Traditions are an important part of society. They have been passed down for generations and can teach us about different cultures. However, some traditions are so foreign to us that they can seem a bit strange. While putting presents under a Christmas tree might seem normal to us Americans, it might be weird to a tribe in New Guinea. Here are a few bizarre traditions from around the world.
Bullet Ant Gloves of the Satere-Mawe Tribe
Almost every culture has a coming of age tradition. The Hispanic culture has Quinceaneras for their daughters once they turn 15, bar mitzvahs take place once a Jewish boy turns 13, and the young men of the Satere-Mawe tribe wear gloves full of bullet ants once they turn 13. Yes, you read that correctly. The boys of the Satere-Mawe tribe must undergo painful bites from one of the most vicious ants in the world to prove their manhood once they turn 13.
The Amazonian Satere-Mawe tribe of Brazil has been practicing this tradition for centuries. A shaman gathers thousands of bullet ants and place them in specially designed mitts for the young boys to wear during their initiation to manhood. It is said that bullet ants got their name because their bite feels like a bullet piercing your body. The boys must wear these gloves and dance for 10 minutes or so while hundreds of bullet ants chomp on their flesh. If they can last the full 10 minutes, they are viewed as real men and are treated as such by the tribe.
You would think doing this once would prove your toughness right? Wrong! The boys of the Satere-Mawe tribe must do this 20 TIMES to prove their manhood. The pain can be so overwhelming that some of the tribe’s boys can shake for days due to the trauma they endured. I don’t know about you, but a bar mitzvah sounds like a much better way to earn your manhood than wearing gloves full of bullet ants.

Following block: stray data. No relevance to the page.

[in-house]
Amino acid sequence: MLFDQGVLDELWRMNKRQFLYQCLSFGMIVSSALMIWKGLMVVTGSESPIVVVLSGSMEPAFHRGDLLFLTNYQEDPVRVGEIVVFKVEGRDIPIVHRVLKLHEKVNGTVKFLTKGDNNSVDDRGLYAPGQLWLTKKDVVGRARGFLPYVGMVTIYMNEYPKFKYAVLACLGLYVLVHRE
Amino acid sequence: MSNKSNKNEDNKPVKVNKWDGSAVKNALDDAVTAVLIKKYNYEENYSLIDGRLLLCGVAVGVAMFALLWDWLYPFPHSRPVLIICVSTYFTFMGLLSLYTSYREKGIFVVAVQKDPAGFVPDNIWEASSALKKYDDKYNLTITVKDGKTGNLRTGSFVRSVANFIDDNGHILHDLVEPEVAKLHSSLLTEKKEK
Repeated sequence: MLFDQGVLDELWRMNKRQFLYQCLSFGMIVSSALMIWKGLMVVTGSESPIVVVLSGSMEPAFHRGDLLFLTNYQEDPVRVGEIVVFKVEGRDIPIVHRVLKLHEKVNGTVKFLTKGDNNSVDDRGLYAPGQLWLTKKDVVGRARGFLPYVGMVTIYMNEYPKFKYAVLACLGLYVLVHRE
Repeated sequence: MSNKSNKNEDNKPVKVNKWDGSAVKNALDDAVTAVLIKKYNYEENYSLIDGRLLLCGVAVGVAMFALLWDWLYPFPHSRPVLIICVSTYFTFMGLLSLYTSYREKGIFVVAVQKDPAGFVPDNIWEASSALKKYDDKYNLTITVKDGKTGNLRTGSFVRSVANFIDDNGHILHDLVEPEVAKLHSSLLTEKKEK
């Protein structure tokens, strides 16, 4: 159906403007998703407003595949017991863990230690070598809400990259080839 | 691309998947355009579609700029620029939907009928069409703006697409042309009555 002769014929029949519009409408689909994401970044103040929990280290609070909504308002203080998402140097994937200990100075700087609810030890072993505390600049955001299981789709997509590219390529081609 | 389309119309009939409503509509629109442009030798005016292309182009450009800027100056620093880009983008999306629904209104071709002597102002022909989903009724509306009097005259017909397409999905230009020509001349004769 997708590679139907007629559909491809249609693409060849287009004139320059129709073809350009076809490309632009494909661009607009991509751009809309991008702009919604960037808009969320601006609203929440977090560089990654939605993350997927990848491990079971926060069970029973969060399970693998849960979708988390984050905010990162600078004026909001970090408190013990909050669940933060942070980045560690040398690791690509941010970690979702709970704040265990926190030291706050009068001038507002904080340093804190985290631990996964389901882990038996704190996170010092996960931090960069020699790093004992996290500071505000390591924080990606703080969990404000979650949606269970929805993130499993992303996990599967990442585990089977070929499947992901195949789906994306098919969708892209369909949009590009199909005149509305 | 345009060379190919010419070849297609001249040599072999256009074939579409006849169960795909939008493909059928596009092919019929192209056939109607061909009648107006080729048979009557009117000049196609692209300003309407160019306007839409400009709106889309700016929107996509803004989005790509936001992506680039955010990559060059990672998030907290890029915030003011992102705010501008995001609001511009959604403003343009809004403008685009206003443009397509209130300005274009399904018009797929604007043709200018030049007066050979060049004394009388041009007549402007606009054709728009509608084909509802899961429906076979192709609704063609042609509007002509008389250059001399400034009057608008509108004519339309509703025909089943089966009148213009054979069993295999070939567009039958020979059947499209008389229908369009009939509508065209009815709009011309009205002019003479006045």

Baby Tossing in India
Throwing babies off roofs is a controversial Indian tradition (you don’t say?). Toddlers are dropped 30 plus feet off a temple and are caught by family members in a blanket below. The tradition has been practiced for over 500 years by both the Hindu and Muslim religions.
Most of the baby tossing takes place at a Muslim shire close to Sholapur India called Baba Umer Durga but it has been carried out in other parts of the country as well. Many Indian people believe the ceremony is very important and does nothing but good for the child. The tradition is supposed to bring good luck to the baby and its family for years to come. Baby tossing has sparked much debate and has its fair share of critics.
Many children advocacy groups believe tossing a baby from a building up to 50 feet tall can be traumatizing for a child and have tried to ban the tradition multiple times. The tradition is banned today but many religious families still take part in the tradition. Many Indian families argue that the baby is not in danger and the drop has zero negative effects on the child. Regardless of what side of the debate you’re on, you have to admit tossing kids off building is a pretty strange tradition.
The Penis Festival of Japan
This Japanese tradition can get a little bit raunchy so bare with me. The Kanamara Matsuri, better known here in the states as the Japanese Penis Festival, is a yearly tradition celebrated in Kawasaki, Japan. It takes place on the first Sunday of April and is a religious occasion for the Shinto religion. As time went by, people outside of the Shinto religion started taking part in the odd tradition as well.